after the foreman makes answer for the jury, the jury are again distinctly asked to hearken to their verdict, which is read back to them, the clerk adding "So say you all." Silence gives individual affirmance. Fellow's Case, 5 Greenl. 333; Ropps v. Barker, 4 Pick. 238; Ryan v. People, 50 Col. 99; 114 Pac. Rep. 306.

Such seems to be the rationale of the statute cited supra. It is provided that in civil cases the court "may direct that the jury's verdict be taken by the clerk, in open court in the absence of the judge, and may order that the court remain open for that purpose." R.S. 2:27-236. Presumably, the legislature was of the view that the formula sanctioned by immemorial usage for making the verdict known in open court in essence served the purpose of the jury poll. That seems to be the ratio decidendi of the decision of our court of last resort in Francillo v. Latour, 116 N.J.L. 423. The contrary hypothesis would afford the means of nullifying the statute. It is not to be inferred that the legislature intended thus to put the operation of the statute in the hands of the parties to the action.

But however this may be, there was a waiver of such right as the plaintiffs had to poll the jury by their failure to assert it when the judge directed the clerk, in the exercise of the statutory power, to receive the verdict in open court in the judge's absence. The clerk had no power to poll the jury. Francillo v. Latour, supra. So far as the record and the agreed state of the case reveal, this direction by the judge was given in open court in the presence of the parties; and there is a presumption to that effect. Compare State v. Waterhouse, 109 N.J.L. 15.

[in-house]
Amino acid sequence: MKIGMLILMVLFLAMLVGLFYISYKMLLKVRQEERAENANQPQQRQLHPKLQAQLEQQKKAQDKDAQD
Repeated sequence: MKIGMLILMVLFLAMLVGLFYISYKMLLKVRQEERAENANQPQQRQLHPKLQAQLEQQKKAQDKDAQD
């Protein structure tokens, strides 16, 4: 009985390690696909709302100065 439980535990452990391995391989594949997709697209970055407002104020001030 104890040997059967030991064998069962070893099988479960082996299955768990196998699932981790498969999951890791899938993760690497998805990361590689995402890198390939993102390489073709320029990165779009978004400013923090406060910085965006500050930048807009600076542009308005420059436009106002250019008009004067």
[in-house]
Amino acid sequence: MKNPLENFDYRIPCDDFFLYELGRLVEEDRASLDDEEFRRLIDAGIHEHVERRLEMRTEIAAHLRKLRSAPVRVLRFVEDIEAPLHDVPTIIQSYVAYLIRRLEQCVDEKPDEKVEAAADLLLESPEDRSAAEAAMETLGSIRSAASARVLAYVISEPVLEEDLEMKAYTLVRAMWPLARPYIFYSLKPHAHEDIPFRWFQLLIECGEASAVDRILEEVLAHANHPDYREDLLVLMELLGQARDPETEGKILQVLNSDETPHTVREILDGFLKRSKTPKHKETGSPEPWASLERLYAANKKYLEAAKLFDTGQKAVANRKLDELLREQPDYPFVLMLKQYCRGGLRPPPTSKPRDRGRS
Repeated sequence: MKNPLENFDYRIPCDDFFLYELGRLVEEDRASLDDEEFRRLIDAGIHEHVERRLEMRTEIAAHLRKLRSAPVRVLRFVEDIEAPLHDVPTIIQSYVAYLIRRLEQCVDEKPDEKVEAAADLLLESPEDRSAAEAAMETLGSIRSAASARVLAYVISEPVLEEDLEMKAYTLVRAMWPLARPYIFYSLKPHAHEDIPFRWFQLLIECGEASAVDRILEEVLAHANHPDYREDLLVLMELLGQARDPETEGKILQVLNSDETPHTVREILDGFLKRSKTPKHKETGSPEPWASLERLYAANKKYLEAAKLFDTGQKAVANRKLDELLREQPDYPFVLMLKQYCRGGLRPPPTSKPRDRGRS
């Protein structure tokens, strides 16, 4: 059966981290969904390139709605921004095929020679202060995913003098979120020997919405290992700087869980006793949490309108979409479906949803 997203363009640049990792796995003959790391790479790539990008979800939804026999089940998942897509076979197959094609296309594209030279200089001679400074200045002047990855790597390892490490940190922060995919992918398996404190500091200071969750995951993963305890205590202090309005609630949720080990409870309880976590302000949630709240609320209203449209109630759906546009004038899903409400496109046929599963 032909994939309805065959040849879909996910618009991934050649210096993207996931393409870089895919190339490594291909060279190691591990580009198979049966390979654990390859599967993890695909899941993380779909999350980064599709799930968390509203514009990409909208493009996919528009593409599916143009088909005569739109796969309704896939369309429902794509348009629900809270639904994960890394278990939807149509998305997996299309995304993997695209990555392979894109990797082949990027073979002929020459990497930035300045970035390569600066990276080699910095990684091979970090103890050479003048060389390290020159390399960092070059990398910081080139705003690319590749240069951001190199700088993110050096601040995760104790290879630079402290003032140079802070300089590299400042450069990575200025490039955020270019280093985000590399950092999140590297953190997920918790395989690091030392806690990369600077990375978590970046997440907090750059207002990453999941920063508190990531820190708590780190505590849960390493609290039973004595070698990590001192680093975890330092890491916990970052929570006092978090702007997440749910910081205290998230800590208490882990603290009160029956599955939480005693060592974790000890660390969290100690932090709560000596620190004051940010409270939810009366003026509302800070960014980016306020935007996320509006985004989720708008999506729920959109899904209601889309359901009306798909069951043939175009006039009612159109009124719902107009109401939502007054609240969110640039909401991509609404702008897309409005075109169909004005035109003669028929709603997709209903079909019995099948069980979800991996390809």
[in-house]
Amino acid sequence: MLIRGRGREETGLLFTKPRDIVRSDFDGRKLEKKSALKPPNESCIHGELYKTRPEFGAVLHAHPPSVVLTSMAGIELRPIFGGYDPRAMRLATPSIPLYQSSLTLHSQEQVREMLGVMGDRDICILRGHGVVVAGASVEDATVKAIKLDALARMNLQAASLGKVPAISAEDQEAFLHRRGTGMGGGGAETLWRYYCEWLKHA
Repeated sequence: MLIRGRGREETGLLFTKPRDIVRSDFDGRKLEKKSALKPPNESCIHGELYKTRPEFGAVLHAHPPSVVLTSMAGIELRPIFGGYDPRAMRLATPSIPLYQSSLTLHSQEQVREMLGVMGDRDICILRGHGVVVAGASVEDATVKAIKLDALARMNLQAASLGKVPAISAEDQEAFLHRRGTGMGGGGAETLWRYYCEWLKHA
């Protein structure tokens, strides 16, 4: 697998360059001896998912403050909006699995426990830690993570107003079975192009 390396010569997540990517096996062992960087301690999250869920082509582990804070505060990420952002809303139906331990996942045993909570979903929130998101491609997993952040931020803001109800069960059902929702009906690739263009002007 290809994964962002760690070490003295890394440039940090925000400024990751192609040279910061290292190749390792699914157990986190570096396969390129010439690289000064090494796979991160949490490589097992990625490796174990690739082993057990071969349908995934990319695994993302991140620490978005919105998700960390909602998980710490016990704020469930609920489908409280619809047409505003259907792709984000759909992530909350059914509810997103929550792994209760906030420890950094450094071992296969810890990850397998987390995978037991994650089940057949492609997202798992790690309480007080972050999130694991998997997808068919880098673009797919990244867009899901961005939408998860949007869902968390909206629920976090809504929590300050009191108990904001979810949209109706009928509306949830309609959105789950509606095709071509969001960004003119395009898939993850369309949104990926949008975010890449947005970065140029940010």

It is certified in the agreed case that the original verdict was set aside "on the sole ground that the plaintiff(s) had been deprived of the right to have a poll of the jury;" and thus there was error in matter of law not within the bounds of sound discretion which requires a reversal. The judicial discretion invoked on an application for a new trial is not arbitrary or capricious. It is a discretion that takes account of the law, and is governed accordingly. Here, there was a plain misapprehension of the law which is correctible on error.

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Knight v. Cape May Sand Co., 83 N.J.L. 597; Corn v. Kaplan, 103 Id. 628; 46 C.J. 406, 413. It was not within the province of the judge arbitrarily to set aside a verdict entirely regular and valid, and thereby to afford the losing party another trial of the action. The original verdict and judgment thereon are conclusive of the issue. True, there is express legislative authority for the polling of the jury by the clerk or his "representative" in criminal cases. R.S. 2:190-14. But there are obvious reasons for this added safeguard in cases of this class.

The judgments under appeal are accordingly reversed, and the orders granting a new trial are vacated, all with costs; and the cause is remanded for further proceedings in conformity with this opinion.